A/B testing is the core of experimentation. With the right execution, it not only provides uplift in click-through rate and conversions but also serves as an audience insight generator. This podcast explores how six things — sample size, random sample, controls, duration, statistical confidence, and testing for insight — can make an A/B test effective and beneficial to all departments in an organization.
In this episode, we discuss how to run an A/B test…
What is an A/B Test (2:59 – 4:29)
- The testing of two different versions of the same content to determine which results in a better outcome
- A-B tests are important to Iterative Marketing because they are the core of experimentation
- Can apply to any medium (print, banner ads, direct mail, email, etc.)
- Tools for A/B testing (Optimizely, Convert, Google Optimize) are becoming more user-friendly. Many testing tools are embedded in platforms like Marketo and Pardot.
Why A/B Testing Is Important (4:30 – 6:06)
- Produces an impact on our marketing that is based on data, rather than gut feelings or personal preference for the best way to allocate marketing resources
- Helps multiple departments find out definitively what the audience prefers
Six Things That Make an A/B Test Work (6:07 – 7:06)
- Sample size
- Random sample
- Statistical confidence
- Testing for insight
1) Sample Size (7:07 – 9:42): the number of times you need to present version A or version B to determine a clear winner
- Sample size calculators can help you determine how big of an audience you need to achieve 90% or 95% confidence.
- Marketers should not attempt a test if you are not going to have a big enough sample. It’s important to determine this BEFORE you start the A-B test to not waste resources.
2) Random Sample (9:43 – 11:42): Sample must not only be large enough, but it must also be segmented randomly.
- Many tools do this for us
3) Control (12:32 – 17:10): The efforts put in place to make sure the thing being tested is the only thing that’s different between the experience of those getting version A and those getting version B.
- Test only one variable at a time so you know which change is producing the result
- Design version A and version B as exact replicas in layout, font size, color etc. except for the variable being changed to isolate what is being tested
- Run the test with version A and version B at the same time so breaking news, weather, or other elements, do not change the outcome of the test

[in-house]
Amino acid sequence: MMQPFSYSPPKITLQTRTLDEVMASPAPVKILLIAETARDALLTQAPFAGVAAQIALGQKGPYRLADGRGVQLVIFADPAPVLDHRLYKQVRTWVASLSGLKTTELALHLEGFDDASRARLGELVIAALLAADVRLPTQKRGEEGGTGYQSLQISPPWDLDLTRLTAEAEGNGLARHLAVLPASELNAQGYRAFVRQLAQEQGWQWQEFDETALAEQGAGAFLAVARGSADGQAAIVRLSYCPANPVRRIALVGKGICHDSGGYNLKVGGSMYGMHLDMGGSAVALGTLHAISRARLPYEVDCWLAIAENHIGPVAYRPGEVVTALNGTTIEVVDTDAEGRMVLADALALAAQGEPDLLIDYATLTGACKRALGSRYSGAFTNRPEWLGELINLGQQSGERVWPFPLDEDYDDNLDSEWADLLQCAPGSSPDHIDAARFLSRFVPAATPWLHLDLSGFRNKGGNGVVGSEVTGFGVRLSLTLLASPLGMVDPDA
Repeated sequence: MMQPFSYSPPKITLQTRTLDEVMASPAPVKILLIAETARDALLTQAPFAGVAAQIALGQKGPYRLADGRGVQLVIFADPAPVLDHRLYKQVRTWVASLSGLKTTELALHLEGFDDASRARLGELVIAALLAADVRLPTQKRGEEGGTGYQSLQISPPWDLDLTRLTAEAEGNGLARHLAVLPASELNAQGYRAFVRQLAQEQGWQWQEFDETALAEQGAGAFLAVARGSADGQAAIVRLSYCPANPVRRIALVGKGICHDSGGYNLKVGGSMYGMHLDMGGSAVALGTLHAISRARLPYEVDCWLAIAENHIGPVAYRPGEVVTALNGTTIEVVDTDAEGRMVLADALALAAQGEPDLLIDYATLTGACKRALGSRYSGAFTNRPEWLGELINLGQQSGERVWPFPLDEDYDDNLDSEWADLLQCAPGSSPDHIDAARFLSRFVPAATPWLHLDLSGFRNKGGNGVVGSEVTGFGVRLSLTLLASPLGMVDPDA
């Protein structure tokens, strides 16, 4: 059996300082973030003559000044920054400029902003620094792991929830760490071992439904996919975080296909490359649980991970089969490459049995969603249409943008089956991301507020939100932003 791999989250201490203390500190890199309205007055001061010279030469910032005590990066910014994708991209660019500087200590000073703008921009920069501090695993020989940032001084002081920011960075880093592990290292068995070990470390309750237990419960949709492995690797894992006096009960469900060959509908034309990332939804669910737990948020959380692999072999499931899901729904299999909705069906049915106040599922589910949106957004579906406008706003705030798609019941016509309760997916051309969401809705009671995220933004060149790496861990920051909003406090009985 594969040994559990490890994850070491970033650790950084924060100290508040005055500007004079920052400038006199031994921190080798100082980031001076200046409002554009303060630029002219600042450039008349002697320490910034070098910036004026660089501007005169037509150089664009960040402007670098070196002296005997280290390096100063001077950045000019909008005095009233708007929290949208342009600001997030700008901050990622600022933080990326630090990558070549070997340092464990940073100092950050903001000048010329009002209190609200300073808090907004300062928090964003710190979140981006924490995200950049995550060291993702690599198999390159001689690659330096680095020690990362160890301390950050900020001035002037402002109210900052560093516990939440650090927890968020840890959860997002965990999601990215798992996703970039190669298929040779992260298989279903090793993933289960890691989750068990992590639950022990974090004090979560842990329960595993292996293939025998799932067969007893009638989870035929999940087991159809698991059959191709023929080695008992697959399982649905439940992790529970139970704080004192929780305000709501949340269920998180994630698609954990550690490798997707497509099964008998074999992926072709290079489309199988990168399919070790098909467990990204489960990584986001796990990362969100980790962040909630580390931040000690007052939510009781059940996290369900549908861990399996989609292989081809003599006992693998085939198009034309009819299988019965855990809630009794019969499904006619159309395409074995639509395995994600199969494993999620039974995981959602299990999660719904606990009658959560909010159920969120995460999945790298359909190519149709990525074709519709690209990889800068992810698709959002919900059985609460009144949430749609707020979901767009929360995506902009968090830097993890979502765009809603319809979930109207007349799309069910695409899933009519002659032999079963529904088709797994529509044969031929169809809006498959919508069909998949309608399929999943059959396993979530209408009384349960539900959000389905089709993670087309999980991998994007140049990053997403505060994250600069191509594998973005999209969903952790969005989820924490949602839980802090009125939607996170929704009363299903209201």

- Make sure your audience has not seen either version before the test starts
4) Duration (17:11 – 18:49): How long to run an A/B test
- In our experience, do not run a test longer than 90 days because too many factors may impact the result
- If testing relies on cookies in a browser, they are not reliable for more than a few weeks
- A test should be run long enough to factor in various business cycles
- Ex: Running a test Thurs-Mon favors weekend habits, while running it Mon-Thurs favors weekday habits.
5) Statistical Confidence (18:50 – 21:35): A complicated math equation to help us determine if an A/B test is repeatable, or the result of chance
- We have an easy-to-use A/B confidence calculator on our website. Simply plug in your impressions or sessions compared to clicks or conversions to find out the statistical significance
- Usually represented as a percentage, which represents probability.
- Ex: If results are 95%, it means if you ran the same test 100 times, you’d expect 95 of those to work out with the same winner.
- Resource: Podcast Episode 22: Let’s Talk Statistics
- Marketers usually strive for 95% confidence, although we have taken the results of a test with 90% confidence as usable information, or as a good working hypothesis until a better test can be run.
6) Testing for Insight (21:36 – 26:12): Learning more about our audience beyond gaining an increase in click-through rate or conversions.
- The best A/B tests test the psychographics of an audience segment to gain insight that can be applied to multiple departments in an organization.
- To get started, brainstorm a hypothesis for how you expect your audience to act and why. Then, build an A/B test to validate or invalidate that hypothesis.
- Ex: A bad hypothesis would be — “The headline, ‘Don’t make these three massive mistakes’ will result in more conversions than the headline, ‘Use these three tips to amp-up your results.’”
- This hypothesis is not audience-specific and is very specific to this piece of content.
- Ex: A good hypothesis would be — “Mary (our persona) will be more likely to convert when presented with an offer that limits her risk because Mary prefers avoiding risk over new opportunity.”
For more information on the charity in this episode, please visit American Foundation for Suicide Prevention.